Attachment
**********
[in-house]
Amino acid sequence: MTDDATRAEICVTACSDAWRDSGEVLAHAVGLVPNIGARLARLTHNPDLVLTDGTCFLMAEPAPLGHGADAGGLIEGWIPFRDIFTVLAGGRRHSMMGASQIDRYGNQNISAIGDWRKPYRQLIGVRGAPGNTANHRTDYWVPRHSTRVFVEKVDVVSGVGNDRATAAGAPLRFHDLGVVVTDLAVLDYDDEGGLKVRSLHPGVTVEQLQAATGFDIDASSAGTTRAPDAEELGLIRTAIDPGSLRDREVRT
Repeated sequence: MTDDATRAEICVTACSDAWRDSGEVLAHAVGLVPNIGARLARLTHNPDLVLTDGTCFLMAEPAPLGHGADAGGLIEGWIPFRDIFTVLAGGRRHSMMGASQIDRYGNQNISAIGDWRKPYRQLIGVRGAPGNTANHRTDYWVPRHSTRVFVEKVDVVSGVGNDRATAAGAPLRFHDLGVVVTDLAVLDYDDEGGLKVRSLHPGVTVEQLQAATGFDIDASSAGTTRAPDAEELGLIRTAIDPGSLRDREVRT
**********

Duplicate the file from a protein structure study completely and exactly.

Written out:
[in-house]
Amino acid sequence: MTDDATRAEICVTACSDAWRDSGEVLAHAVGLVPNIGARLARLTHNPDLVLTDGTCFLMAEPAPLGHGADAGGLIEGWIPFRDIFTVLAGGRRHSMMGASQIDRYGNQNISAIGDWRKPYRQLIGVRGAPGNTANHRTDYWVPRHSTRVFVEKVDVVSGVGNDRATAAGAPLRFHDLGVVVTDLAVLDYDDEGGLKVRSLHPGVTVEQLQAATGFDIDASSAGTTRAPDAEELGLIRTAIDPGSLRDREVRT
Repeated sequence: MTDDATRAEICVTACSDAWRDSGEVLAHAVGLVPNIGARLARLTHNPDLVLTDGTCFLMAEPAPLGHGADAGGLIEGWIPFRDIFTVLAGGRRHSMMGASQIDRYGNQNISAIGDWRKPYRQLIGVRGAPGNTANHRTDYWVPRHSTRVFVEKVDVVSGVGNDRATAAGAPLRFHDLGVVVTDLAVLDYDDEGGLKVRSLHPGVTVEQLQAATGFDIDASSAGTTRAPDAEELGLIRTAIDPGSLRDREVRT